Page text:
My first memories of making valentines are from my days going to school in Chilmark, when it was still a two-room schoolhouse, I remember the craft paper, the glitter and my first introduction to those little candy hearts with messages on them like “Be Mine” or “LUV U.” We would give them to our teachers, bring them home to our parents and give them out to friends and classmates. At a certain age, for me it was third grade, the words on those little hearts took on a whole new level of meaning. When received from the right person, with the right words, you began to believe them and to feel the power of ones hormones we act on far too often as we get older. That year I tore open a valentine from a classmate and found tucked into the bottom a heart that read “My Star.”
I took those words to heart and on the kickball field later that day, when attempting to stretch a double in to a triple after lofting the ball off the side of the school (our green monster in right field) I was thrown out from across the playground by the same girl who had delivered me those words. As I slunk back to the backstop, realizing my stupidity in testing the arm of the girl who only a week before had taught me how to throw a spiral with a football, I also realized Valentine’s Day isn’t as straight forward as I thought. As adults, hopefully we have made our mistakes early on (in safe places like the kickball field) and learn to show appreciation simply and honestly. I’m sure we can all recall missteps we have made on what has been made into yet another American holiday turned into a day of indulgence and consumption. In reality, it is a day when simple gestures of gratitude are the most important.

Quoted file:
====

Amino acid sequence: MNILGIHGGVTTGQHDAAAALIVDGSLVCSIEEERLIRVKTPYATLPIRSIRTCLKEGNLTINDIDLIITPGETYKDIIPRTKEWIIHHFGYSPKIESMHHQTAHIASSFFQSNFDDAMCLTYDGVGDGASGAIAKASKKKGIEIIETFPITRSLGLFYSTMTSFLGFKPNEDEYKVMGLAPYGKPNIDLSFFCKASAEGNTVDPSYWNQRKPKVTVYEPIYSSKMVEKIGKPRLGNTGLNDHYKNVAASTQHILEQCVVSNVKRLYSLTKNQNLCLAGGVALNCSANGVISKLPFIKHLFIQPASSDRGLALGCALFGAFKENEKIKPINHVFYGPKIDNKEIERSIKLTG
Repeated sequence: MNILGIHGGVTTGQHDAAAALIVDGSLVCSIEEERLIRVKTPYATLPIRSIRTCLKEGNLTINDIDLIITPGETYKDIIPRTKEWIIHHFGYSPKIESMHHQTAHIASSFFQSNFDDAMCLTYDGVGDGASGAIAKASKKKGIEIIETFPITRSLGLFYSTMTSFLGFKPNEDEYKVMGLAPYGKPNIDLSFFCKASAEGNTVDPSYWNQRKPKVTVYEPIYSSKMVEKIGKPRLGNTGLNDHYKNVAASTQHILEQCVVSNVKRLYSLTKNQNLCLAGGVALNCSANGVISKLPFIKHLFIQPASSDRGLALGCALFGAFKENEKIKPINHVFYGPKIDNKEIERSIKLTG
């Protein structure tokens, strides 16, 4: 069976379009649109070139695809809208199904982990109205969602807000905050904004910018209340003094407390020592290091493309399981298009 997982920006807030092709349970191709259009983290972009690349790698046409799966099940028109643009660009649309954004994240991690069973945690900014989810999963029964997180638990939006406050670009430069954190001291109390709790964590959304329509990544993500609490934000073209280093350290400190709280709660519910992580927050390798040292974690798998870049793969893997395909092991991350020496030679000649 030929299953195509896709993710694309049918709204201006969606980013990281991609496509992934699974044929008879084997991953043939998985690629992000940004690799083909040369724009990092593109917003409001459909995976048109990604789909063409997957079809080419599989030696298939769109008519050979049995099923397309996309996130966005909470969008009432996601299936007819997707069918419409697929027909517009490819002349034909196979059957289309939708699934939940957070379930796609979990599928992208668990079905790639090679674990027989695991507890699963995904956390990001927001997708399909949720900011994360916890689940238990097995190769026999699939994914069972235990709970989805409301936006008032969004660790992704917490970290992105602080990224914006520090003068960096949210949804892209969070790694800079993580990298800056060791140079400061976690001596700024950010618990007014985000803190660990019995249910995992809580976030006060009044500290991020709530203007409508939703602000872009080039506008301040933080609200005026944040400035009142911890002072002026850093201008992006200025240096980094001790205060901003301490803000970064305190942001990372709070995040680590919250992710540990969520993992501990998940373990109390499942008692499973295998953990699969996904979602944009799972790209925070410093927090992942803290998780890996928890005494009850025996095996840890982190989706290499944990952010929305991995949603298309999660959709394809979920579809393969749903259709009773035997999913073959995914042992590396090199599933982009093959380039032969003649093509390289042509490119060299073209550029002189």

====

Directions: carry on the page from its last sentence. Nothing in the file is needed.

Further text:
Last year on Valentine’s Day, I was carousing around the city of New York on a tour of all things April Bloomfield, a soft-spoken British chef who is responsible for the fad of the gastro-pub in America. Her cooking is considered refined English cooking with Italian influences and is very pork-centric, her dishes always heavily salted (which equates well for her restaurants’ bar tabs.) After feasting with great gusto on bone marrow, chicken liver mousse, pigs’ feet and pickles at the Breslin, my cohorts decided we hadn’t given her enough money in one night, and we ended up at the Spotted Pig to close the evening.
There I ran into an old acquaintance celebrating her birthday in a room on the third floor. She claimed to remember a meal I had cooked for her years before (I doubted her sincerity) and I pretended to be happily single on Valentine’s Day. After an awkward exchange on the flight of stairs leading to the exit, a mutual friend broke the ice by telling the story of my finding a deer on the side of the road in Chilmark. It had been killed by a car moments before I found her and the warmth had not left her body yet. It has always made sense to me to eat an animal’s heart, since throwing it away would be wasting a perfectly good cut of meat. I was taught to clean an ox heart in the basement of a restaurant in London and since then have never wasted the opportunity to eat one. All animal hearts I have eaten are something to behold. The most common ones to a consumer would be chicken, lamb, pig or ox. If you are a hunter, then obviously fowl, rabbit or venison are also readily available. The heart is a hard-working, compact muscle; when trimmed properly and cooked quickly — or more commonly for a very long time — the meat is tender and succulent.